The concept of entropy was originally derived from thermodynamics as a measure of the disorder of a thermodynamic system. Its introduction to information theory has allowed quantification of the information content of a probability density function (PDF) [5, 6, 37]. Entropy-based signal complexity estimation of nonstationary signals in time–frequency plain can be interpreted as 2D energy distribution concentration [4, 6]. Time–frequency representations (TFRs) allow for straightforward interpretation and precise measurements of actual frequencies and the time instants at which they appear, as well as showing if the signal is monocomponent or multicomponent [6]. While for different applications, we can use different TFRs, in this paper, we focus on some TFRs that best describe our datasets and that are suitable for the calculation of the Rényi and Shannon entropy. TFRs are divided into Cohen’s class (quadratic or bilinear TFRs that are covariant by translation in time and frequency) and affine class (bilinear TFRs covariant by translation in time and dilation). Due to a high number of cross-terms present in the affine class TFRs [6], we focus on Cohen’s class TFRs. We tested several TFRs from the Cohen’s class and their reassigned counterparts. Reassigned TFRs utilize the reassignment method in order to improve signal sharpness and concentration. The reassignment method aims to move TFR values away from where they are computed towards the center of gravity, in order to produce better localization of the signal components [2]. For our work, we chose to utilize various TFRs interpreted as two dimensional PDFs and used them as an input for Rényi and Shannon entropy, effectively performing analysis of TFRs’ complexity and information content.

Recently, various studies have covered entropy applications in EEG SMR for different purposes. Spectral entropy of resting state (eyes closed) EEG was built and utilized as a biomarker to predict SMR BCI performance by Zhang et al. [53]. Tonin et al. [45] have shown that Shannon entropy can be utilized for the detection of INC state and thus improve the usability of a BCI by reducing unintentionally delivered commands during SMR BCI operations. They report an accuracy of 93.70% when predicting SMR detection. Another research focusing on utilizing entropy for motion detection (prediction) and INC state was done by Tortora et al. [46] where they reported an accuracy of 80% when detecting motion prediction. Jeong et al. [25] used dataset from Ofner et al. [39] and employed spectral filtering to improve movement-related cortical potentials detection. They achieved accuracy of 74% for detection of ‘elbow flexion’ movement. On the same dataset [23] achieved accuracy of 90.50% for detection of ‘hand open’ movement. Entropy for feature extraction was used in Chen et al. [12] where authors classified right and left-hand MI based on four combined entropy features (Shannon entropy based on amplitude, Shannon entropy based on phase, wavelet entropy, and sample entropy) and achieved average accuracies up to 85.71%. Sawant et al. [43] used a combination of empirical mode decomposition, common spatial patterns, power spectral entropy, and Walsh–Hadamard transform in order to acquire their features and achieve an average classification accuracy of 87.33% for right and left-hand MI. Ji et al. [26] utilized discrete wavelet transform, empirical mode decomposition, and approximate entropy to extract right and left-hand features which they classified with 85.71% accuracy.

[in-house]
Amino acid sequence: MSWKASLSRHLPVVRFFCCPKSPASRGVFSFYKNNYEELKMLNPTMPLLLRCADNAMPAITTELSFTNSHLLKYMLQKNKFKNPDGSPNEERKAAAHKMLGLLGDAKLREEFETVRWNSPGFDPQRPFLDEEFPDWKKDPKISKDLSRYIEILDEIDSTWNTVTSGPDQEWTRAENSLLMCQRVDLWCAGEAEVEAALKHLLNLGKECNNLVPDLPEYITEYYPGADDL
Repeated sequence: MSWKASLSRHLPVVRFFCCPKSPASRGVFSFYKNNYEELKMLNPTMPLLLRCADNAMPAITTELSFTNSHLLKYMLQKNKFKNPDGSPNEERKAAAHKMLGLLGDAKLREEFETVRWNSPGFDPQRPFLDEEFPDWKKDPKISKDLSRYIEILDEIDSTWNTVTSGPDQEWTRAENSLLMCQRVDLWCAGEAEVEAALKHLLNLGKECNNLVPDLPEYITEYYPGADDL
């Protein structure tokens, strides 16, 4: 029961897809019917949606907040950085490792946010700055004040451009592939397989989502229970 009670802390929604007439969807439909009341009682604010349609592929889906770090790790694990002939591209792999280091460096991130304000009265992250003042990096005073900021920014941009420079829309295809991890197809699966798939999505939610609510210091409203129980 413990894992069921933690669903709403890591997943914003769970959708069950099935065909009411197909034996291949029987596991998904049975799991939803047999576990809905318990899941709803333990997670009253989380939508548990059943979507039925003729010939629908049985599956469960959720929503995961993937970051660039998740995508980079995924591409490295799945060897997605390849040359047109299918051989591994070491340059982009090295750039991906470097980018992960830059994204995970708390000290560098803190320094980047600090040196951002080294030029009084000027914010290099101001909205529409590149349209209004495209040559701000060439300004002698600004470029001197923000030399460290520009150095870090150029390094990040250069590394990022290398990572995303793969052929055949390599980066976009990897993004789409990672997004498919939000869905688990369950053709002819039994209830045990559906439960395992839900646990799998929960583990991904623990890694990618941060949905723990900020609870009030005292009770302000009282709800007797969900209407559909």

In our work, we extract and compare amplitude features and entropy features (based on different TFRs) from the EEG SMR datasets where participants performed MI in congruence with visual guidance, visual and vibrotactile guidance, or visual cues only. After pre-processing and feature extraction, we performed classification and compared the features based on their classification accuracy and F1 score performance. The motivation for this research is to investigate the effectiveness of short-term entropy based on various TFRs for detecting MI in a more efficient manner (thus improving INC state detection), which could potentially improve the overall performance of BCI systems that use MI detection. Additionally, we aimed to investigate further the impact of vibrotactile guidance on MI detection, which could provide insights into potential improvements for BCI systems incorporating somatosensory feedback. Overall, the study aimed to contribute to the ongoing efforts to improve the performance and usability of BCI systems, particularly for individuals with motor disabilities who could benefit as potential end users of such MI-based BCI systems.

The paper is structured as follows. “Results and discussion” section provides results and their interpretation. In “Conclusion” section, we talk about conclusions and future work. In “Methods” section, the process of data acquisition, experiment setup, and processing of the data before the classification is described. Lastly, at the end of “Methods” section, we show the flowchart diagram of our proposed experiments and methods.

Results and discussion

Results acquired after pre-processing of EEG amplitude features for Dataset 1, described in “Pre-processing” section, can be seen in Fig. 1. Results are shown for electrode location Cz, separately by each condition and direction. Here, we can observe slightly different visual evoked potentials (VEPs) in both conditions and both directions at certain time-points: appearance of the fixation cross (\(t = -4\) s), appearance of the visual cue (\(t = -2\) s) and start of the cue movement (\(t = 0\) s). As we can observe, difference between directions in amplitude is not very prominent, yet it is present (notably in MI period).

Fig. 1
figure 1

Grand average (across all participants) EEG amplitude potentials after the pre-processing described in “Pre-processing” section (Dataset 1), for each condition and each direction. Signals shown here are recorded on electrode location Cz